The Privacy Commissioner ruled against Telstra on that point in May 2015, finding that a customer’s identity could be linked back to the geolocation data by a process of cross-matching different datasets. Privacy Commissioner Timothy Pilgrim made a determination which found that data which “may” link data to an individual, even if it requires some “cross matching … with other data” in order to do so, is “information … about an individual”, whose identity is ascertainable, meaning “able to be found out by trial, examination or experiment”. The Privacy Commissioner ordered that Telstra hand over the remaining cell tower location information.
Telstra appealed the Privacy Commissioner’s determination, and in December 2015 the Administrative Appeals Tribunal (AAT) found in Telstra’s favour. Now here is where it gets interesting.
We knew that the case would turn on how the definition of ‘personal information’ should be interpreted, and I for one expected that the argument would centre on whether or not Ben was ‘identifiable’ from the network data, including how much cross-matching with other systems or data could be expected to be encompassed within the term ‘can reasonably be ascertained’.
And at first, that looked like how the case was going. The AAT judgment goes into great detail about precisely what data fields are in each of Telstra’s different systems, and what effort is required to link or match them up, and how many people within Telstra have the technical expertise to even do that, and how difficult it might be. But then – nothing. Despite both parties making their arguments on the topic of identifiability, the AAT drew no solid conclusion about whether or not Ben was actually identifiable from the network data in question.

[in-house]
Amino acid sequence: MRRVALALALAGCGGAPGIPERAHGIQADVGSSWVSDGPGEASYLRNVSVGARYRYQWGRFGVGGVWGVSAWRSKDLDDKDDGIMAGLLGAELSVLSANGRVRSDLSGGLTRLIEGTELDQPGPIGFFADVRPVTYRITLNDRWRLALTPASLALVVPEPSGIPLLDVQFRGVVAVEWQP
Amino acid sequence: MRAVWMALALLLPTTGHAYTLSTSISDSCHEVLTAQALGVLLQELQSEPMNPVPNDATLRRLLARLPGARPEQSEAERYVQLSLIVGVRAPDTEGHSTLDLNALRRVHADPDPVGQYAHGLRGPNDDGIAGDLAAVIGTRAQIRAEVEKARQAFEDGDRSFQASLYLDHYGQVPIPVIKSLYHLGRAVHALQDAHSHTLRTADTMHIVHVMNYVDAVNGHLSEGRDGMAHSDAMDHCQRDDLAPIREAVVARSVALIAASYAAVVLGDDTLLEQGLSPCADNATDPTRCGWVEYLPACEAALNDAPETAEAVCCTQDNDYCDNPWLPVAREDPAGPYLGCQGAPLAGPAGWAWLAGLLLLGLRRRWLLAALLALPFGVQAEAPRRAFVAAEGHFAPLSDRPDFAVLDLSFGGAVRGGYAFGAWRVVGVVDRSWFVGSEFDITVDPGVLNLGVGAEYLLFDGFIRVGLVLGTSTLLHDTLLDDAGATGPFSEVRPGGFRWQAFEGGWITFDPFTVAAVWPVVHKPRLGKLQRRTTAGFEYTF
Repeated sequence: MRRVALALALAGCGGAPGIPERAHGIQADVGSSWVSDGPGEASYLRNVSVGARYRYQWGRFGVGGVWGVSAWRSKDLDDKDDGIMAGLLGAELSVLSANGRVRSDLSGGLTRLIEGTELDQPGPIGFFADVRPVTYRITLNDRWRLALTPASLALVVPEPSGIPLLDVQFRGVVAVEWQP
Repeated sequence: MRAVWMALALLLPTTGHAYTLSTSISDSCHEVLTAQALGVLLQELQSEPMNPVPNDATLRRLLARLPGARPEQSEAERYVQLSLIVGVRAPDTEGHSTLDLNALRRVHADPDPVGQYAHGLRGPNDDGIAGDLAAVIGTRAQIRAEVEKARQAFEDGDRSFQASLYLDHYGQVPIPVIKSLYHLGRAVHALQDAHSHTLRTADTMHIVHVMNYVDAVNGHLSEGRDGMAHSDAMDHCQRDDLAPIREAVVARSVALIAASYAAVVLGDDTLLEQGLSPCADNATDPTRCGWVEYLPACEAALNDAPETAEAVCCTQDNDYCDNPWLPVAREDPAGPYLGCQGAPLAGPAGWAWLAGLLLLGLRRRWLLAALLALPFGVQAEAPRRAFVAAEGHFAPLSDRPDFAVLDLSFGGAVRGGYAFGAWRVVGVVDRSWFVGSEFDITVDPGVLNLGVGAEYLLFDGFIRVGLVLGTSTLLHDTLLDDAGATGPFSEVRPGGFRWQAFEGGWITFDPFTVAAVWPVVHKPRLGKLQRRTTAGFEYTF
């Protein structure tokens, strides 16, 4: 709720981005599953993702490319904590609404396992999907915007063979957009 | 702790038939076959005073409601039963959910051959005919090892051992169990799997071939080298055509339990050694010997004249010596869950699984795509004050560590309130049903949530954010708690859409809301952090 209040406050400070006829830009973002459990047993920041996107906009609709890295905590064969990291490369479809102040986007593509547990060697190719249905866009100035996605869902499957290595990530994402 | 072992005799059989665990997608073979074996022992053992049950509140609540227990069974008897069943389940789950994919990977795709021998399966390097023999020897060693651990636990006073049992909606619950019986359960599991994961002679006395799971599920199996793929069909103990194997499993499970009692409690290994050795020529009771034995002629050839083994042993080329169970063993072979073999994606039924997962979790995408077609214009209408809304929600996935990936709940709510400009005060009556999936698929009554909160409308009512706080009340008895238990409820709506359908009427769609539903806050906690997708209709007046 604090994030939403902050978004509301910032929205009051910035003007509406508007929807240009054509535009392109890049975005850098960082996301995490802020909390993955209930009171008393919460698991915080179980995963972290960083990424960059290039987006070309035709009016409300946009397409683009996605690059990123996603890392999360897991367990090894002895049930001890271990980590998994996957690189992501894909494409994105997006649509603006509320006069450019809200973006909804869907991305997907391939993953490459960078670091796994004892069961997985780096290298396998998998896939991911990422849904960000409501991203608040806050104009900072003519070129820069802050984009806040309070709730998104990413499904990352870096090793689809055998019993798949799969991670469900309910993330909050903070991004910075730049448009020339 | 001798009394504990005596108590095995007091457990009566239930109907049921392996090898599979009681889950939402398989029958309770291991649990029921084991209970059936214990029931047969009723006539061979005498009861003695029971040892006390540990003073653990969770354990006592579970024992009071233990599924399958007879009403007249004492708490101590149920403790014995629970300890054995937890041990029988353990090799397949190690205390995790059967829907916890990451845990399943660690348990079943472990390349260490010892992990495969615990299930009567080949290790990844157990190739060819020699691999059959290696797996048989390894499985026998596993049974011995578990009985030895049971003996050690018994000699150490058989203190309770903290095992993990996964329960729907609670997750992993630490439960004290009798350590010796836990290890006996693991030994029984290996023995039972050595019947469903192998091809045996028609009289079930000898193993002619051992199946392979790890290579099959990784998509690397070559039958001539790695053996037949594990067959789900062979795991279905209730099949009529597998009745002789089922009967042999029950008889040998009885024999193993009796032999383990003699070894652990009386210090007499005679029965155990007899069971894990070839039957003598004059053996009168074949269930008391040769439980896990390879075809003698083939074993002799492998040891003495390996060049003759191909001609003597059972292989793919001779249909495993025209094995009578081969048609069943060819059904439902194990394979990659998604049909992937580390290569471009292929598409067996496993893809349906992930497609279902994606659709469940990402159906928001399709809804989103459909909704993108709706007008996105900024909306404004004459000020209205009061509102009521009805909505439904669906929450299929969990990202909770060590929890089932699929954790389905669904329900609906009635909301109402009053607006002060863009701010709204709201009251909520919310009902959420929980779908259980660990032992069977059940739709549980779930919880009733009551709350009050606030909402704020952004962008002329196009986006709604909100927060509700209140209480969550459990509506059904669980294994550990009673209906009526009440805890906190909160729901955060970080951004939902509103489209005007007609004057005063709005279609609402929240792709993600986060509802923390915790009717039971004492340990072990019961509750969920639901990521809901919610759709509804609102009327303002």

Instead, the AAT veered off-course, into questioning whether the information was even ‘about’ Ben at all. Using the analogy of her own history of car repairs, Deputy President Stephanie Forgie stated:
“A link could be made between the service records and the record kept at reception or other records showing my name and the time at which I had taken the care (sic) in for service. The fact that the information can be traced back to me from the service records or the order form does not, however, change the nature of the information. It is information about the car … or the repairs but not about me”.
The AAT therefore concluded that mobile network data was about connections between mobile devices, rather than “about an individual”, notwithstanding that a known individual triggered the call or data session which caused the connection. Ms Forgie stated:
“Once his call or message was transmitted from the first cell that received it from his mobile device, the data that was generated was directed to delivering the call or message to its intended recipient. That data is no longer about Mr Grubb or the fact that he made a call or sent a message or about the number or address to which he sent it. It is not about the content of the call or the message. The data is all about the way in which Telstra delivers the call or the message. That is not about Mr Grubb. It could be said that the mobile network data relates to the way in which Telstra delivers the service or product for which Mr Grubb pays. That does not make the data information about Mr Grubb. It is information about the service it provides to Mr Grubb but not about him”.